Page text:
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Red Missed Aches Read Missed Aches Red Mistakes Read Mistakes

Jennifer Tamayo

$18.00


Red Missed Aches Cover


Download the [Red Missed Aches] press kit [PDF].


Praise for [Red Missed Aches] from 2010 Gatewood Prize judge Cathy Park Hong

Jennifer Tamayo's writing is cacophonous, rude, and stripped. She uses equal measures of English, Spanish, and Spanglish; she landmines her poetry with malapropisms so the music is startling and pleasingly discordant. [Red Missed Aches] feels defiantly unfinished, adhering to a DIY feminist punk aesthetic so that it is more rough assemblage than bound book, a palimpsest that provocatively revises female sexuality and citizenship. Tamayo's debut collection is a daring and astonishing work that refuses borders.


From Lara Glenum

'[M]y immigrant ecstasies are / knots nestled behind / the sutures' reports Jennifer Tamayo in [Red Missed Aches]. Here, language is a series of scar filaments, a record of cutting and suturing hybrid identities. These poems radically expose the false boundedness of the body and cultural identity, which snag and fail and bleed and refuse to cohere into recognizable systems of meaning. Tamayo performs the self as limit experience, 'a figuring & fingering' of bilingualism that offers up the immigrant body as a defiantly unstable vehicle for meaning. These are borders that require our impropriety. In this exuberant debut, identity is perpetually migrating, and meaning is in transit.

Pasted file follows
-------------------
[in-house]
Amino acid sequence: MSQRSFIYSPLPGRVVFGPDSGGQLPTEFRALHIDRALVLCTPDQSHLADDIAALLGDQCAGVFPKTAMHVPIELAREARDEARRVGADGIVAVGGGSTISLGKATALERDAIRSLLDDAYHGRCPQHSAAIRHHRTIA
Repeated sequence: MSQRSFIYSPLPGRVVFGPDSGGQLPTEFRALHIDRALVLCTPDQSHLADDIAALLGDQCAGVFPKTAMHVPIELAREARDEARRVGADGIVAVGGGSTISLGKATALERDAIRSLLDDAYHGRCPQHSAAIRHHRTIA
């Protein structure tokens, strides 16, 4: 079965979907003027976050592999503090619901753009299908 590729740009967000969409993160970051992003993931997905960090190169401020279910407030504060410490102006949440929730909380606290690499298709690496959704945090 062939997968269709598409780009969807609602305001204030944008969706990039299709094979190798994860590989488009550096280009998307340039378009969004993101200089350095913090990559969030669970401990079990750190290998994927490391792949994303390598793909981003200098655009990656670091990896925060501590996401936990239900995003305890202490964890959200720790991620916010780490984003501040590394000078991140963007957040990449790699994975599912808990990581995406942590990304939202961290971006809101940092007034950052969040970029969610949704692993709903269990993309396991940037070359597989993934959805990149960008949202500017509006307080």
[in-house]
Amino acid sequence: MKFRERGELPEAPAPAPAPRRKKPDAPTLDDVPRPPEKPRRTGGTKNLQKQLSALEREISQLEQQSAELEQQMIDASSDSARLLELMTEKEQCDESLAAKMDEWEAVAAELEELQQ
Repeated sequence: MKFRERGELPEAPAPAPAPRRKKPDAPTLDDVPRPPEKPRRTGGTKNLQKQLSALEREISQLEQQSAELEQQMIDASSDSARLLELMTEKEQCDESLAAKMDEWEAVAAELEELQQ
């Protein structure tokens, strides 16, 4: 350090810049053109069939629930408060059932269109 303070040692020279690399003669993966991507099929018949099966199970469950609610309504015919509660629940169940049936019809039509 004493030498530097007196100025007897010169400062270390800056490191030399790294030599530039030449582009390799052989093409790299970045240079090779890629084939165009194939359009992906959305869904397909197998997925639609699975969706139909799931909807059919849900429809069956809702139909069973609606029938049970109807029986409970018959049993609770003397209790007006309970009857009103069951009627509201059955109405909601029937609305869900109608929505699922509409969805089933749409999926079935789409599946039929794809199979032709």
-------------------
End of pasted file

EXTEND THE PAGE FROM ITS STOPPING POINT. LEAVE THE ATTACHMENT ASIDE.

From Laura Mullen

All bets on (or fantasies about) 'uncontested readability' are off. Challenging us to join her in an exploration of the underside of our meaning-making, where what we know as poetry or narrative reveals ragged, knotted threads, and the violence of communication and community-making becomes apparent, Jennifer Tamayo's work holds out to us the hope of new and truer connections between diverse populations. The remarkable originality, daring, and sheer excitement in her poetry comes from the recognition that identity is a restless, contested, complicated site, and that read-ability is based not on the stability of author or reference, but the response-ability of writer and reader alike.